The bar-keepers, it need hardly be said, were angry; it was going rather too far, they thought.  Was it the province of a military man to advocate, still less to enforce, temperance?  Had not the "black" an "equal right" to quench his thirst?  The canteen-men thought so; some of them, indeed, were sure of it, and went so far as to defy "despot sway," by ignoring it.  They continued ministering to the needs of the horny-handed sons of toil.  But the police—miserable time-servers—would do their duty; they were forced to uphold the Colonel's law, and to requisition the services of the celebrated local "trappers."  The rebel Bonifaces were thus duly indicted, arraigned before the Summary Court, and heavily fined or deprived of their licenses.

The death of a sergeant of the Diamond Fields' Artillery threw a gloom over the city.  He was mourned for as one who, indirectly, had sacrificed his life in defence of Kimberley.  It was our first casualty; and made us wonder how many more there were to be—or rather, if there were to be any more.

Friday came, and with it came two English prisoners who had made good their escape from the Boers.  Their story was interesting.  They carried Martini-Henry rifles, but (as they explained) given a choice in the selection, would have chosen Mausers.  Their friends, the enemy, had presented them with the weapons—conditionally; all they had asked in return was that the recipients should join the Republican ranks.  The Englishmen scratched their heads, hesitated about striking a bargain, and were promptly commandeered.  They determined, however, to get the best of the bargain at last; they escaped; and here they were in our midst, easing their consciences with expressions of their intention to restore the rifles to their rightful owners when the war was over, and as much of the ammunition as possible, on the instalment plan, while it lasted.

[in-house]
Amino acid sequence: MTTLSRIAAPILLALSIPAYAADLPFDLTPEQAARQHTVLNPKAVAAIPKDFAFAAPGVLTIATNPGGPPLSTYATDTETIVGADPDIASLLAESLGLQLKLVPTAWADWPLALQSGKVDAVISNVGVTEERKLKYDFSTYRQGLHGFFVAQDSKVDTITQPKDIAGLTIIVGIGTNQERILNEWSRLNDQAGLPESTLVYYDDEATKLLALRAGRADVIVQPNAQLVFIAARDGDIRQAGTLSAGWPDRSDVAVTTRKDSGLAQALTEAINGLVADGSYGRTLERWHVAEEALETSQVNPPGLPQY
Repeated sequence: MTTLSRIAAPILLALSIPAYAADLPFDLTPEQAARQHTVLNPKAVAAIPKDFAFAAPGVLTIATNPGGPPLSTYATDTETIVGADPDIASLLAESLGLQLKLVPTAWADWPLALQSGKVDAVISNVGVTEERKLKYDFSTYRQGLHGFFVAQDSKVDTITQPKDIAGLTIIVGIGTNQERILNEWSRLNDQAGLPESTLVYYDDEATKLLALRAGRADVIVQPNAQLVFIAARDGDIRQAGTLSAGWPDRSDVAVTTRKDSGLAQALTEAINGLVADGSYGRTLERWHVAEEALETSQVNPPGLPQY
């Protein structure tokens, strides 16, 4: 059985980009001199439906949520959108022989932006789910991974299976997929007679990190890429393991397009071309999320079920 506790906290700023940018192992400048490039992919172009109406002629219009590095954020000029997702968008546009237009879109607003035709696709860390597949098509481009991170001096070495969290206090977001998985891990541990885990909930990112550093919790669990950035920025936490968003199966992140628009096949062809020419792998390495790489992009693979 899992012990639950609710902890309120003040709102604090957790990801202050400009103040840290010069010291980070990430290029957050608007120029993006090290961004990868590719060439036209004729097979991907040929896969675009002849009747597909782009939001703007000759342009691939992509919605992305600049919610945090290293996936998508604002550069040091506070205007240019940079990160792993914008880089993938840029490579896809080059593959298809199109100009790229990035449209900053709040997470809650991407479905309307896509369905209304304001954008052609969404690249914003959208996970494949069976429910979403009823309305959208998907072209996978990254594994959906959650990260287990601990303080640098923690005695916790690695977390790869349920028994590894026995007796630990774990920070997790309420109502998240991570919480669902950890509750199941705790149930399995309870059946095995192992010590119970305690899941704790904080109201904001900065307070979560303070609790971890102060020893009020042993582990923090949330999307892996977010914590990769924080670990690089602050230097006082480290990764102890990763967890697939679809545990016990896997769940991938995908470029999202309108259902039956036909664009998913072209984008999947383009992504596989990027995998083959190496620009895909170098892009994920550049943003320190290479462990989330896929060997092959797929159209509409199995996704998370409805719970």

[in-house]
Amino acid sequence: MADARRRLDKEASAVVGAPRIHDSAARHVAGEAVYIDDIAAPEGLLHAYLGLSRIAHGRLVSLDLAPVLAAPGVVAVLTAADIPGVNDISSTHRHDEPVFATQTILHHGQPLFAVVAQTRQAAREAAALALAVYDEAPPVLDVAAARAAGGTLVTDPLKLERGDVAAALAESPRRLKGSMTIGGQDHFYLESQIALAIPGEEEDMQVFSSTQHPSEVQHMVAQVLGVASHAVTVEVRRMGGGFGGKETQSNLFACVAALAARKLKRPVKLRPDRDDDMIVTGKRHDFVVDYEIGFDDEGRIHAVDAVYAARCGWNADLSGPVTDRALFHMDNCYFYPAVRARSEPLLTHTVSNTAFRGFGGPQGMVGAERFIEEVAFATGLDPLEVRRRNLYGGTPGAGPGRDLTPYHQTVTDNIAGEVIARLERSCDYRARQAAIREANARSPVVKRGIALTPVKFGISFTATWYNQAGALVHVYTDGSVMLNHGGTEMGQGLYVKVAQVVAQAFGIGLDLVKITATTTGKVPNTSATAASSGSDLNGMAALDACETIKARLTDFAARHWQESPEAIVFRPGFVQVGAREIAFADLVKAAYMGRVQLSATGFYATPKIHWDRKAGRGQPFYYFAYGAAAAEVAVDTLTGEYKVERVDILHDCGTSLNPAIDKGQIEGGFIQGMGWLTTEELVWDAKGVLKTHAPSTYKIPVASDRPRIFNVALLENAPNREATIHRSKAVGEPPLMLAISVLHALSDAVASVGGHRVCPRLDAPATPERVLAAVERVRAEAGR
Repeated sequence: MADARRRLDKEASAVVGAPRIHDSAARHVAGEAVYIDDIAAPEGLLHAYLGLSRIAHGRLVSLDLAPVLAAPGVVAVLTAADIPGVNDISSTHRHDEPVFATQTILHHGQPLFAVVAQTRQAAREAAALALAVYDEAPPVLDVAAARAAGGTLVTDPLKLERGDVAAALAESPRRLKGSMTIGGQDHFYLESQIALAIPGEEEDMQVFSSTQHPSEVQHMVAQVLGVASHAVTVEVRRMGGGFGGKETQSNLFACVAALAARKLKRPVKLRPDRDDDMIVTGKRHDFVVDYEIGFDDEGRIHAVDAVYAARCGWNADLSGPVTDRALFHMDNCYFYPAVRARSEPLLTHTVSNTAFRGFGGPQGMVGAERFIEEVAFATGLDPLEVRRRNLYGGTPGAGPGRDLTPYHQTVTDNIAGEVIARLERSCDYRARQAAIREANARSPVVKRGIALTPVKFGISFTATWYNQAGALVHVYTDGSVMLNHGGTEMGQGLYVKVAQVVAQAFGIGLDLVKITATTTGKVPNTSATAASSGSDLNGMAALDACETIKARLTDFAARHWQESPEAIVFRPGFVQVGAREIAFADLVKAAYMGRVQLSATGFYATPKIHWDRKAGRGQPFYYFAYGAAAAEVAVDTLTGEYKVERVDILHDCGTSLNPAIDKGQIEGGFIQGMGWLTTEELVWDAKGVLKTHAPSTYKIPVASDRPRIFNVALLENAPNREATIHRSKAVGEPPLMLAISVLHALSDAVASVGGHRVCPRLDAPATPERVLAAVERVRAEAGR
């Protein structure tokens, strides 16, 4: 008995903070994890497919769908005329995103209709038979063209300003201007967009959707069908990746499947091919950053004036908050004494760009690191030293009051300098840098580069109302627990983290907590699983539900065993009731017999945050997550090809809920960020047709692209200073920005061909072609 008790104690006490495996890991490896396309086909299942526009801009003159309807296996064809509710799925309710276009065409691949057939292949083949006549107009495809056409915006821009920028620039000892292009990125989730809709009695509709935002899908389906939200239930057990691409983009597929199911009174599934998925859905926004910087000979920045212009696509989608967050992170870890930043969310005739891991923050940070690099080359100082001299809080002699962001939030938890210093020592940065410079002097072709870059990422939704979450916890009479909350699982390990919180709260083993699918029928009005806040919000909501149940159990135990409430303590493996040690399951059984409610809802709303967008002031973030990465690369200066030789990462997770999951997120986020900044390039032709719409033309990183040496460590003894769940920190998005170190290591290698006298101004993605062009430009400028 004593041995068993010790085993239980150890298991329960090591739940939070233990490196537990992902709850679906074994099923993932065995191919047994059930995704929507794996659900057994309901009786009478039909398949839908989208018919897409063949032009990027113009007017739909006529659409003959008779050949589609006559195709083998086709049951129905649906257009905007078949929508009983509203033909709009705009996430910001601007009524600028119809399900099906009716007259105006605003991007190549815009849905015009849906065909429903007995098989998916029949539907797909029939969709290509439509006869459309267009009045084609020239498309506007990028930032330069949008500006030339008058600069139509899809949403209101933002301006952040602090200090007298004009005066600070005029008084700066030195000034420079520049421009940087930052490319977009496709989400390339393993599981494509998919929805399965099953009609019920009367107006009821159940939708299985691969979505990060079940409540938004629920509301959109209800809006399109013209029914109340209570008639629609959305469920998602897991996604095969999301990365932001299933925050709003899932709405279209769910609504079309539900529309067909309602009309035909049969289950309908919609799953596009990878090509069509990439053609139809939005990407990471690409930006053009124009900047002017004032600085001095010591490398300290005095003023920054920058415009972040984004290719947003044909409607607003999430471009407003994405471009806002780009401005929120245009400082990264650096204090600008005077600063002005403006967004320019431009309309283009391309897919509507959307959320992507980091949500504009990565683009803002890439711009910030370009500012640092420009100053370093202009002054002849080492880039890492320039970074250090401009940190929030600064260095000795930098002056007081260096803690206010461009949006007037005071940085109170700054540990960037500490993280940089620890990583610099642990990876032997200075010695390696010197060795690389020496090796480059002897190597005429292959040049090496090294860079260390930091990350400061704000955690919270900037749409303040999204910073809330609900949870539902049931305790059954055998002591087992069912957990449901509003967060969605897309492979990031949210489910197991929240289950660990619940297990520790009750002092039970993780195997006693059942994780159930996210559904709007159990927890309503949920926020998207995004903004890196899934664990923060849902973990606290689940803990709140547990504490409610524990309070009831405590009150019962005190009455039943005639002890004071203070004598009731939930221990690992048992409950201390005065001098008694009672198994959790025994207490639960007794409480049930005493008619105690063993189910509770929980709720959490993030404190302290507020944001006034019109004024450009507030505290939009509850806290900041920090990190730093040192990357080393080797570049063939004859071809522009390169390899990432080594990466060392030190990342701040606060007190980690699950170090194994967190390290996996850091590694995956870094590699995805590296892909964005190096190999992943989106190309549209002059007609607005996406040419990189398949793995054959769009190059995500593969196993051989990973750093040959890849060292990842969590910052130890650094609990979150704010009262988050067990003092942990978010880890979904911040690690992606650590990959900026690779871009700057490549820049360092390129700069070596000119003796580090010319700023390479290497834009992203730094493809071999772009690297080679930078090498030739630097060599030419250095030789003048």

They had heard pitiful tales of the straits to which we had been reduced.  Imaginative natives had assured them that there was "no more Kimberley"; the "fall" of Mafeking, forsooth, had staggered us so much that we did not want to fight.  We were in our last gasps for a drop of water.  Terrible guns were being wheeled to the diamond fields, to scatter it to the four winds of heaven.  The diamonds were first to be blown out of the mines, and with them the local "imaginative" shareholders; while the Verkleur was to be unfurled Over the City Hall.  All the perishable property was to be confiscated, and consumed as a sort of foretaste of what was due to the proud invaders' valour.  Such was the romance dinned into the ears of our visitors.  Happily, they made allowances for Bantu palsy, and did not hesitate to ignore it.

Saturday proved altogether uneventful, and prolific in nothing but outrageous lies.  One item of news, however, was but too true: the good folk of Windsorton had surrendered to the Boers.  Intelligence of a more agreeable nature followed soon after.  Cronje's repulse at Mafeking, and the British victory at Glencoe, made us hopeful at the end of a week, the beginning of which had looked so ominous; and nearly all things were to our satisfaction on Saturday night when the third part of our "time" had formally expired.